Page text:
chapter_9_summary - Chapter 9 Race And Ethnicity Sites of...

Info iconThis preview shows pages 1–9. Sign up to view the full content.

View Full Document Right Arrow Icon
Chapter 9 ‘Race’ And Ethnicity: Sites of Inequality
Background image of page 1

Info iconThis preview has intentionally blurred sections. Sign up to view the full version.

View Full DocumentRight Arrow Icon
Introduction to ‘Race’ As biological entities, races do not exist Racialization does exist It is the process in which people are viewed and judged essentially different in terms of their intellect, their morality, their values, and their worth because of differences of physical type or cultural heritage
Background image of page 2
A Sociological Profile of Canada’s Native People Canada’s native people have been racialized Non-native people have lived in Canada for only 3.3 per cent of its history yet native history is largely ignored Native people tend to be studied from the perspective of social problems
Background image of page 3

Info iconThis preview has intentionally blurred sections. Sign up to view the full version.

View Full DocumentRight Arrow Icon
Aboriginal voices have been barely heard in the sociological study of their people Aboriginal people are defined by a complex system of legal status that separates them from non-aboriginals and each other
Background image of page 4
Native Status Legal differences in status come from the Indian Act (1876) and are administered by the federal Department of Indian Affairs The main designations are: Registered Indian, Bill C-31 Indian, Band member, Reserve resident, Treaty Indian, Métis, and Eskimo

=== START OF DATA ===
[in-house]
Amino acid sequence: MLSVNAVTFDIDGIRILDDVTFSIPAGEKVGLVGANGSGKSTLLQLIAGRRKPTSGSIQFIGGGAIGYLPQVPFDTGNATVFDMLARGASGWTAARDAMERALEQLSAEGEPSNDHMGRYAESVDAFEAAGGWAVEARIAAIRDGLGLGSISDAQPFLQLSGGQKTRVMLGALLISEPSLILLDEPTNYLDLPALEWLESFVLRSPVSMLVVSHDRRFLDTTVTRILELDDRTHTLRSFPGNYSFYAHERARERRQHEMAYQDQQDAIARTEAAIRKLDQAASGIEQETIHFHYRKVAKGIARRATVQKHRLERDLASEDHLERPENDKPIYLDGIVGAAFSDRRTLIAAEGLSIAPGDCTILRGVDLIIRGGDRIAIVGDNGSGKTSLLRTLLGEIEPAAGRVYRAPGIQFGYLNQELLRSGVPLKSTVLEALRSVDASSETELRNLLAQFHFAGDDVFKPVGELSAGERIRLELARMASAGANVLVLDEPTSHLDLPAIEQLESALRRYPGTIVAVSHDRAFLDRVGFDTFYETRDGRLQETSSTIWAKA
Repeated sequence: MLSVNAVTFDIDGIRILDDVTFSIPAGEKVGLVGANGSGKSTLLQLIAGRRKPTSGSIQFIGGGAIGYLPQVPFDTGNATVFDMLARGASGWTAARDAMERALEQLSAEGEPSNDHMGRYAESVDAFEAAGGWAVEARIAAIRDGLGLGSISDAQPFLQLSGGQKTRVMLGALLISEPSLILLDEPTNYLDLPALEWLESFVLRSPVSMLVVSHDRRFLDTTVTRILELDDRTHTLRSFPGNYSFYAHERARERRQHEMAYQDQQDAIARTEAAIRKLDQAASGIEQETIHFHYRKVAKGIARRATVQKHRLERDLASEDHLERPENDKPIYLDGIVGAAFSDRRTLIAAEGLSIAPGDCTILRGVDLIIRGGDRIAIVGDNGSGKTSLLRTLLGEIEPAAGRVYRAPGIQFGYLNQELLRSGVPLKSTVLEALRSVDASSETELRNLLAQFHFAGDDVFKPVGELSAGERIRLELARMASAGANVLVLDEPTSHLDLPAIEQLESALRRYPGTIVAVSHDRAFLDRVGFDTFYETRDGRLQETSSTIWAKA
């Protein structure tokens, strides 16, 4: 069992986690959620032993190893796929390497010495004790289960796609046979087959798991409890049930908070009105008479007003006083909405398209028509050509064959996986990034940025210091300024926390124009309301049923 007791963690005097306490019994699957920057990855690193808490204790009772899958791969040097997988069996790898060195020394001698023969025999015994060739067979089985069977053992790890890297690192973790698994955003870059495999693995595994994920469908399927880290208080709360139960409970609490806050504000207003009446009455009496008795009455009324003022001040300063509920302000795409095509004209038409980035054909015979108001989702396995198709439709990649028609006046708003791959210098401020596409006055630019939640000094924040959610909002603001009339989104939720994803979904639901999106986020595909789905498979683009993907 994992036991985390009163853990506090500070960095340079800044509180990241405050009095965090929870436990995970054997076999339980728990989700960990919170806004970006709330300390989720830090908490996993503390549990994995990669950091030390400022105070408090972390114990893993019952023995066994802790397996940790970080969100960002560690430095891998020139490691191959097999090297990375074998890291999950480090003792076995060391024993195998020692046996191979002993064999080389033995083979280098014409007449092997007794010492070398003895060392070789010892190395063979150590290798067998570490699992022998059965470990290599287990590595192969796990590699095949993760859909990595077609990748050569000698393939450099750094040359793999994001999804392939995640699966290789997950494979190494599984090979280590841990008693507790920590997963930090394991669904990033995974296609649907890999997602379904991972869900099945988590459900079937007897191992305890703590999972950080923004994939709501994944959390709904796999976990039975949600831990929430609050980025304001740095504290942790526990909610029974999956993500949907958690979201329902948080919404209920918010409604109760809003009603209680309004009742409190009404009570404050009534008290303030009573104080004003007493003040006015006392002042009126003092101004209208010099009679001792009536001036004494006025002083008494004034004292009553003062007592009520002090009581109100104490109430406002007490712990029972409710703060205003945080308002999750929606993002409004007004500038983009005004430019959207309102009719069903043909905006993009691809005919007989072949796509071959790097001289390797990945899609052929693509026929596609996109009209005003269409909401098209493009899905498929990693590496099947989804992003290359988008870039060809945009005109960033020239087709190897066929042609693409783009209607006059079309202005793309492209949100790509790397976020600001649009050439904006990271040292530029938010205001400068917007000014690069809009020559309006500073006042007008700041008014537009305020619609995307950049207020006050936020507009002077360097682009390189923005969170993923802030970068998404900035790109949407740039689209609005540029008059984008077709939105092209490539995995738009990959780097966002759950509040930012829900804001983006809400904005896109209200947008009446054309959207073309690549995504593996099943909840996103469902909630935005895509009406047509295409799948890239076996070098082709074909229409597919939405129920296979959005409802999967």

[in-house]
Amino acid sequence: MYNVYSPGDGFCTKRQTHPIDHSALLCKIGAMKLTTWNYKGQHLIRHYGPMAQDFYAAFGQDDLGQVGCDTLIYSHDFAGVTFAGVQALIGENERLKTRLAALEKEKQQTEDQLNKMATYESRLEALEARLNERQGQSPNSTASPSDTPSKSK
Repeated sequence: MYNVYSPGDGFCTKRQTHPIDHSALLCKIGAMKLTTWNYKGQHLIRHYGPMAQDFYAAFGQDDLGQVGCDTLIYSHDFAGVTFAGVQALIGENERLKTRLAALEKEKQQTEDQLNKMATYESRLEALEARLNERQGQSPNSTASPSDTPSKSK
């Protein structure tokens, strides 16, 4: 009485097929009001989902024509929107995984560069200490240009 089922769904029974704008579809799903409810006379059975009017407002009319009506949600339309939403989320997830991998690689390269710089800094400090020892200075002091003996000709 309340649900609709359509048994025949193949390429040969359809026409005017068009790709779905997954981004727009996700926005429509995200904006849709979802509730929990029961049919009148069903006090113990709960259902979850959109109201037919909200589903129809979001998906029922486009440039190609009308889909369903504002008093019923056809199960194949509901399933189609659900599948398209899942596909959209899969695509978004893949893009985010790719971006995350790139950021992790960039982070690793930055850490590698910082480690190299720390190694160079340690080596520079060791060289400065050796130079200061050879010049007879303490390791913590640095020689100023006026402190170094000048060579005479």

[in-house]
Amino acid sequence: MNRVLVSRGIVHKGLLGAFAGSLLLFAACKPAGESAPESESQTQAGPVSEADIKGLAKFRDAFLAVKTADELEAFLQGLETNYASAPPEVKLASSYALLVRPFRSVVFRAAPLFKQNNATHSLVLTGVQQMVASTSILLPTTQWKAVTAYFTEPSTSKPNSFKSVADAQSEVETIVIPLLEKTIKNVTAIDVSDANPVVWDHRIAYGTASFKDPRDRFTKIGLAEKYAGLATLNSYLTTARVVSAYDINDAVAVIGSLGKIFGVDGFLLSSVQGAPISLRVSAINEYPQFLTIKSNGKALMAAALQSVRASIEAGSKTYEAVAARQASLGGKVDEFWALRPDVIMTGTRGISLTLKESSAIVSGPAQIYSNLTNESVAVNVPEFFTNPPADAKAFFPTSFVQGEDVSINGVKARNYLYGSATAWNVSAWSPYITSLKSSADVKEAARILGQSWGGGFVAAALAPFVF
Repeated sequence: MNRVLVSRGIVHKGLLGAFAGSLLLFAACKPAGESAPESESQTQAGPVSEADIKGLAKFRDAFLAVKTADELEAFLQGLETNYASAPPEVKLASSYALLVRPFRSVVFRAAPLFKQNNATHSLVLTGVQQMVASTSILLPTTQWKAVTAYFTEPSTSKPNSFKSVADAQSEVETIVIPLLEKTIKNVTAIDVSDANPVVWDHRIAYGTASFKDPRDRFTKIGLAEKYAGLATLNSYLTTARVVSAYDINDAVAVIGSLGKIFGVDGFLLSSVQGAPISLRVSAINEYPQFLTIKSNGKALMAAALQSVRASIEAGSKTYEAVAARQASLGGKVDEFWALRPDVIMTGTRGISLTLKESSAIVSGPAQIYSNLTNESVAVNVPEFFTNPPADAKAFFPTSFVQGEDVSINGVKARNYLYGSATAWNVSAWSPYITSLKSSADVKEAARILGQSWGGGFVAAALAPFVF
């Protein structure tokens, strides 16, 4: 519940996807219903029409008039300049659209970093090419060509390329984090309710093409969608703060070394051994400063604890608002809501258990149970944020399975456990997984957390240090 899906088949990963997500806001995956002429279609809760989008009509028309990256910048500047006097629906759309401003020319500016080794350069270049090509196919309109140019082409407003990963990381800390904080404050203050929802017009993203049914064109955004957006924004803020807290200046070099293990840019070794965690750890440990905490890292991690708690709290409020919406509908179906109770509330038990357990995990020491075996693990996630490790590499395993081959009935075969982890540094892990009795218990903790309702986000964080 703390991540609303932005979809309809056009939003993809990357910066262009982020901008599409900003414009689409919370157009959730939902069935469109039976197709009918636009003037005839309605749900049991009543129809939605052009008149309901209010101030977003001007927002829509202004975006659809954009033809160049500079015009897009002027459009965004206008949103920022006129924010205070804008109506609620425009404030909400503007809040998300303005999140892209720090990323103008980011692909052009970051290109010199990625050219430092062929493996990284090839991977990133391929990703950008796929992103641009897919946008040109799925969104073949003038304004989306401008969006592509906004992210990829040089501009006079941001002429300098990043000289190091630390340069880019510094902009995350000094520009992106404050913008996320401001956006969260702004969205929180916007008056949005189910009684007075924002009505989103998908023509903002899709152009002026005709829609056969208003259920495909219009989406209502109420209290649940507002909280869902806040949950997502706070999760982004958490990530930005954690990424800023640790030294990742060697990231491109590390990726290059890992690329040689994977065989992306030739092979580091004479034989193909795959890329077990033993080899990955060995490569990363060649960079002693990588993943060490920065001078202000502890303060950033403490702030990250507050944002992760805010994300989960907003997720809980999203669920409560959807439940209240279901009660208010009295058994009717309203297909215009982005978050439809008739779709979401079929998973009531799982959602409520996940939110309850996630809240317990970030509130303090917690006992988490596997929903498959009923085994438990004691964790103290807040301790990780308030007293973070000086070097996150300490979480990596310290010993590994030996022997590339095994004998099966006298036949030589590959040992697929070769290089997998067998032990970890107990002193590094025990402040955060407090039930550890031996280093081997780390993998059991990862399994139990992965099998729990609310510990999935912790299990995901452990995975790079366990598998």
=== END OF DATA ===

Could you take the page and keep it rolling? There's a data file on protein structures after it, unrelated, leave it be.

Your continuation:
Background image of page 5

Info iconThis preview has intentionally blurred sections. Sign up to view the full version.

View Full DocumentRight Arrow Icon
Two Recent Changes in Aboriginal Canada 1. The Powley Test (2003) Used to determine whether Native and Métis people can hunt without a license According to the test, one must be able to show that they have been identified as Métis or Native and that they are an accepted member of the community
Background image of page 6
2. Urban reserves – lands located in an urban area – which allow for Aboriginal business
Background image of page 7

Info iconThis preview has intentionally blurred sections. Sign up to view the full version.

View Full DocumentRight Arrow Icon
Blacks in Canada Black communities have existed in Nova
Background image of page 8
Image of page 9
This is the end of the preview. Sign up to access the rest of the document.

This note was uploaded on 04/19/2010 for the course SOCI Soci203 taught by Professor Ingrid during the Spring '10 term at Concordia Canada.

Page1 / 25

chapter_9_summary - Chapter 9 Race And Ethnicity Sites of...

This preview shows document pages 1 - 9. Sign up to view the full document.

View Full Document Right Arrow Icon
Ask a homework question - tutors are online